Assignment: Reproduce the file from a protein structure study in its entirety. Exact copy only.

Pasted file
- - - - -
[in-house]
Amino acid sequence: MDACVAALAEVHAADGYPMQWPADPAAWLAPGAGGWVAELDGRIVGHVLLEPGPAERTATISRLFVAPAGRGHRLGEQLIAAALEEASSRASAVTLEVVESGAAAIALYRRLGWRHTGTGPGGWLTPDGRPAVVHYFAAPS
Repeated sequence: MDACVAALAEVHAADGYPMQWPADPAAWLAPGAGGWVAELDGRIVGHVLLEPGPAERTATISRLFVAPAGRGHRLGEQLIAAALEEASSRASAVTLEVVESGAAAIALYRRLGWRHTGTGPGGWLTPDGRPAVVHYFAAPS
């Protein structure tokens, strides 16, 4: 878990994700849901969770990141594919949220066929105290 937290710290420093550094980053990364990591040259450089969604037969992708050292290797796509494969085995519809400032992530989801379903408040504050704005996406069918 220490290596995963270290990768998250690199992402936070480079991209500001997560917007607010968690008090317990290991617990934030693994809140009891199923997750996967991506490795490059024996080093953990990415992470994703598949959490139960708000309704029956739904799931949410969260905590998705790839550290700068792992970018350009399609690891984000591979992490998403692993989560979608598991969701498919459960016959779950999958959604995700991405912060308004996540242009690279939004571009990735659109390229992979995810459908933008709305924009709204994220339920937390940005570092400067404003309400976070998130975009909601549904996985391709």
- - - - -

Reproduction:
[in-house]
Amino acid sequence: MDACVAALAEVHAADGYPMQWPADPAAWLAPGAGGWVAELDGRIVGHVLLEPGPAERTATISRLFVAPAGRGHRLGEQLIAAALEEASSRASAVTLEVVESGAAAIALYRRLGWRHTGTGPGGWLTPDGRPAVVHYFAAPS
Repeated sequence: MDACVAALAEVHAADGYPMQWPADPAAWLAPGAGGWVAELDGRIVGHVLLEPGPAERTATISRLFVAPAGRGHRLGEQLIAAALEEASSRASAVTLEVVESGAAAIALYRRLGWRHTGTGPGGWLTPDGRPAVVHYFAAPS
């Protein structure tokens, strides 16, 4: 878990994700849901969770990141594919949220066929105290 937290710290420093550094980053990364990591040259450089969604037969992708050292290797796509494969085995519809400032992530989801379903408040504050704005996406069918 220490290596995963270290990768998250690199992402936070480079991209500001997560917007607010968690008090317990290991617990934030693994809140009891199923997750996967991506490795490059024996080093953990990415992470994703598949959490139960708000309704029956739904799931949410969260905590998705790839550290700068792992970018350009399609690891984000591979992490998403692993989560979608598991969701498919459960016959779950999958959604995700991405912060308004996540242009690279939004571009990735659109390229992979995810459908933008709305924009709204994220339920937390940005570092400067404003309400976070998130975009909601549904996985391709």